Lago Agrio: Donziger Appeals
Posted on March 13, 2019
Steven Donziger has sought leave to appeal the decision of the Appellate Division holding that Judge Kaplan’s findings that he had corrupted the Ecuadoran judicial process in the Lago Agrio case were preclusive and could not be relitigated in Donziger’s bar discipline case.
Donziger’s submission points out that the facts were found “by a single federal judge without a jury” (though the bar discipline case also has no jury) “in a civil process initiated and dominated by the corporate defendant.” It argues that Donziger’s claim against the routine application of collateral estoppel “implicates due process, New York State sovereignty, the honor of the bar of New York, and the concept of a privilege in practicing law on behalf of indigenous people that exceeds a mere property interest and draws strength from the liberty interests of respondent’s former clients.”
“Implicates due process” is not a strong way to put it, though I think a due process claim is at least sensible, because it is clear that accused lawyer is entitled to due process. I think, though, that the Appellate Division’s decision was correct for the reasons I have given in prior posts. There does not seem to be an issue about a difference in the burden of proof in the two cases, and I do not see why the absence of a jury matters, since even if there were no preclusion, Donziger’s fate at the bar would not be decided by a jury. The facts that Judge Kaplan found may or may not be the true facts. (Some of them clearly are, some of them, as I have argued, are less clear). But they are the facts for purposes of the law. Here is how I put it earlier in my post on Donziger’s “facts are created” line:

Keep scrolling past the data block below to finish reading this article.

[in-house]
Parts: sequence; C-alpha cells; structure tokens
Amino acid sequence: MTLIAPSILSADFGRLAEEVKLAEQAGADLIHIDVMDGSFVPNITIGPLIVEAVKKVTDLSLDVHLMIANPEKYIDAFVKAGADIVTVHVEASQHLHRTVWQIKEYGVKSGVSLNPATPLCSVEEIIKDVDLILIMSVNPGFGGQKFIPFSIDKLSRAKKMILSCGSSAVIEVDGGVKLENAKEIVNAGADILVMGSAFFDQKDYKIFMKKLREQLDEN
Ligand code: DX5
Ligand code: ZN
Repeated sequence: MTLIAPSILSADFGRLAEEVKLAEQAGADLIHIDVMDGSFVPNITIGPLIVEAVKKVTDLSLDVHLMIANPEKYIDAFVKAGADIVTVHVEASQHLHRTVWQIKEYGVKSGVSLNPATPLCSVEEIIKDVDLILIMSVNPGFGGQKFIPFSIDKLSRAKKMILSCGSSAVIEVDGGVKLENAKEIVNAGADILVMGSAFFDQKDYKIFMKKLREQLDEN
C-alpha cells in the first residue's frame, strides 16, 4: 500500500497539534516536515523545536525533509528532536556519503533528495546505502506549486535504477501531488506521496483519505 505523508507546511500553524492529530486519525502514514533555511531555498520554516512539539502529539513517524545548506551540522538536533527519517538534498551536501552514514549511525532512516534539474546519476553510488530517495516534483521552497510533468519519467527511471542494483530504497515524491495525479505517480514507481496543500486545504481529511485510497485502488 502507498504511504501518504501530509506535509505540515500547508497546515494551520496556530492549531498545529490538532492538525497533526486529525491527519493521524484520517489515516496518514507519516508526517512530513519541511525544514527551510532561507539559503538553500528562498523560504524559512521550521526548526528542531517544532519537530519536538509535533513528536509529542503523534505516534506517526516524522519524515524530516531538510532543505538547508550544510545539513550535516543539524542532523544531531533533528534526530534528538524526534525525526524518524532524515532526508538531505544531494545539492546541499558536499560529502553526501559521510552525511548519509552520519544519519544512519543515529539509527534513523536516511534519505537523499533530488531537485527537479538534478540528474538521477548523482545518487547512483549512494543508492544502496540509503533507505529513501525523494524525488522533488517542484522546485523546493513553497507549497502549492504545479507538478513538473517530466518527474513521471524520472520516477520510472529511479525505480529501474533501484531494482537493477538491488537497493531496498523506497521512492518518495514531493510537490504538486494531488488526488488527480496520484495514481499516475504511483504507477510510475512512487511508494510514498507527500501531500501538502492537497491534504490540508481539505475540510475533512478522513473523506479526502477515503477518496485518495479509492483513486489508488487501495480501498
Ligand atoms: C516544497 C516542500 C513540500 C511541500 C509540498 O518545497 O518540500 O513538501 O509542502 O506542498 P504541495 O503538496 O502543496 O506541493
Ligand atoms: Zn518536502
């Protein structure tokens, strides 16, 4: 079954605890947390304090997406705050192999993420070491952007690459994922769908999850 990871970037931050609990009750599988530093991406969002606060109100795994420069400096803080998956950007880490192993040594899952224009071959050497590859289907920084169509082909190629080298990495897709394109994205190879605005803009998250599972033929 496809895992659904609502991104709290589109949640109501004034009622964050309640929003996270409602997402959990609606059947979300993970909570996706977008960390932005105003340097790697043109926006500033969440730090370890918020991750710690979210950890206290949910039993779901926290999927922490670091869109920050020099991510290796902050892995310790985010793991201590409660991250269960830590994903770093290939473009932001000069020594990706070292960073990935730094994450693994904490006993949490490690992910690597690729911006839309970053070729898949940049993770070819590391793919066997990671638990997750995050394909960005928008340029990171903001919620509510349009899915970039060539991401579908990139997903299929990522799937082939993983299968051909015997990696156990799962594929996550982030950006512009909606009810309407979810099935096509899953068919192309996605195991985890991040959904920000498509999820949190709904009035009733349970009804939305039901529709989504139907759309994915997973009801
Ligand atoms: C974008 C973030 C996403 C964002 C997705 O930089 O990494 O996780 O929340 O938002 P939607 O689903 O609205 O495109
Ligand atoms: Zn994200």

The court finds the facts, not just one story among others. Of course there is no guarantee that the facts that a court creates are true in the sense that it’s true that the earth rotates on its axis. Perhaps we should write facts′ for the facts that the court finds to distinguish them from the other kind of facts. But the facts′ that the court finds have legal consequences in a way that the other kind do not. And facts differ from facts′ in another way: in the scientific age, empirical facts at least are always liable to revision and correction. But facts′ are conclusive and unchangeable, except as the law provides (for example, the law provides a right of appeal from findings of fact to another court; it provides a means for the court to reject manifestly wrong findings by a jury immediately after a trial; it provides an opportunity to seek to set aside a final judgment in limited circumstances).
The irony—the reason Donziger finds himself in such a pickle—is that facts′ are created. The court has found the facts′, and the fact′ is that Donziger obtained the Lago Agrio judgment by fraud. (If you’re interested in distinguishing law and fact, you might say that the fact′ is that Donziger bribed the Ecuadoran judge, and that that fact′ justifies and compels the conclusion that he obtained the judgment by fraud.)
In the world of facts, maybe it’s fair to say that Judge Kaplan got it wrong and therefore the New York bar was wrong to suspend him from the practice of law. But in the world of facts′, of course the court suspended Donziger without an evidentiary hearing. There was no need for more evidence because the facts′ had already been established, Donziger had not appealed from the findings, and thus there was no longer any dispute about what had happened. And the law has rules specially designed so that once a court has found the facts′, someone who had the requisite fair opportunity to be heard before the court made its decision cannot later relitigate them.
This talk about facts and facts′ may worry you. Shouldn’t we be concerned if a court in a particular case “gets it wrong?” After all, a litigant’s property and reputation are at issue in most private civil proceedings. The answer: yes, of course we should be concerned. But the point of having courts is not just to get right answers. The point is also to get final, authoritative answers. In private law cases, courts are tools for resolving disputes. If courts can’t resolve disputes because litigation about the facts′ can never truly be over, then the courts fail just as surely as when they reach wrong conclusions.